Camping in Tahoe, Without a Trace

This summer I answered the call of the wild. I spent four and a half months residing within the Tahoe National Forest, living simply and reconnecting with nature. Low-impact, portable outdoor living was the name of the game, and I made sure not to leave a single bit of evidence that I was ever out there.

For me, Leave No Trace is far more than just picking up your litter (and litter found along the way), it is using the outdoors in a minimal and responsible way. LNT is digging a proper cat hole, appropriately disposing of wash water and even making sure to spit out your toothpaste in a way that is virtually invisible to passers by and harmless to woodland creatures.

These wilderness areas were set aside to be left wild. There are so few places left in the world that are devoid of human influence that it becomes our responsibility to protect these places where nature is able to run its course. When I am out in the forest I make it a point to tread lightly and have as little impact as possible on the forest.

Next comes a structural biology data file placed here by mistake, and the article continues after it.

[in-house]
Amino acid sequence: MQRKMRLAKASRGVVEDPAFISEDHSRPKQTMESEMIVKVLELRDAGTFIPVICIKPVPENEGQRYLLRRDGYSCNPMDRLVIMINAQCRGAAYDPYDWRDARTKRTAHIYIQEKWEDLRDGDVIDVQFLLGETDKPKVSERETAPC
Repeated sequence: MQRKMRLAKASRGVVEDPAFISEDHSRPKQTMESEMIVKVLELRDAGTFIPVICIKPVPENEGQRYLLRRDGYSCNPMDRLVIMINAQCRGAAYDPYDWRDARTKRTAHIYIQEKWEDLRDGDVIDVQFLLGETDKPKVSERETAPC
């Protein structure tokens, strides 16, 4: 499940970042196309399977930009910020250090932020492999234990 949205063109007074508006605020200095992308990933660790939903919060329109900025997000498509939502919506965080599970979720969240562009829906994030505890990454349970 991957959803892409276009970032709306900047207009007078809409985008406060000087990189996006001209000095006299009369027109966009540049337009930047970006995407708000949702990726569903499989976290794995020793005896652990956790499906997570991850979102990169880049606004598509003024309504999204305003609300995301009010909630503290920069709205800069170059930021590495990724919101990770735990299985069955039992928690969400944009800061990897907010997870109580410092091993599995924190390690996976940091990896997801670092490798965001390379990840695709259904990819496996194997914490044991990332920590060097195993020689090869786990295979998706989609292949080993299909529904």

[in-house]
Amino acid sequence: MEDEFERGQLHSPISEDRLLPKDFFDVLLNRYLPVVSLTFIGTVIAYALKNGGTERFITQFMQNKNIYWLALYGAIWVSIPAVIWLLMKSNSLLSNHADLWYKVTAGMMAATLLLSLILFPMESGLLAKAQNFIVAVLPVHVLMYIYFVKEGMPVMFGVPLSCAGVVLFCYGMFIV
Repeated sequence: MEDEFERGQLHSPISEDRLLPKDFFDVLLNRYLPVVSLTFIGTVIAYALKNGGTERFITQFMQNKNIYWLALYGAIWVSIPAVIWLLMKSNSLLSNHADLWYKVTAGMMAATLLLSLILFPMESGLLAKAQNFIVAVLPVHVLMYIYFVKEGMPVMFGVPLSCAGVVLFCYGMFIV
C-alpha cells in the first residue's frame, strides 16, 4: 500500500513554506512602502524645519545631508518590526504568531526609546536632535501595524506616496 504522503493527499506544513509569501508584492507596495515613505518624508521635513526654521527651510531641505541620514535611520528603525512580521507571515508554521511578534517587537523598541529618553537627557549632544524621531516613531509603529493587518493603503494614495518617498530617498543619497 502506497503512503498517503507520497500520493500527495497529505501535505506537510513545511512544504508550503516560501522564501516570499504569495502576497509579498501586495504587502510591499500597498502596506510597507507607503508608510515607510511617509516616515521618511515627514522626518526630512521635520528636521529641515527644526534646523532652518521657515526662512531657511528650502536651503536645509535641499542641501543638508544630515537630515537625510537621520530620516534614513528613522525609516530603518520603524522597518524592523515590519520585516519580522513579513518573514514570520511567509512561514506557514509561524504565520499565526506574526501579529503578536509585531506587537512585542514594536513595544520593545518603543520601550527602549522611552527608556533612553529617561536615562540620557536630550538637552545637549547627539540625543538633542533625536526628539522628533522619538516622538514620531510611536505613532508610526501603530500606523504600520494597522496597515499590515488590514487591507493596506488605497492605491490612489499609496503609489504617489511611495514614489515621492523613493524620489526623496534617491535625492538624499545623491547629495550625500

As soon as I began noticing faint trails forming around my campsite, I’d pick up and move to a new location. Same thing if I noticed that my presence has started leaving a mark in any way. I wanted to leave the forest exactly as I found it. If somebody hiked through one of my previous campsites they would never know I was there.

Besides practicing Leave No Trace for ethical reasons, I also had a very practical reason to not be seen. I was not fully sure what the legal status was for high-country homelessness on public land at first, so treading lightly protected my own hide as well as those belonging to the furry critters that I called my neighbors.

Todd Shimkus is a web developer at Tahoe Mountain Sports, and penned this Leave No Trace post to cap off our big $1 per fan Facebook promotion with the organization. Just a few days left to like us on Facebook for the great, Leave No Trace cause. Don’t delay!

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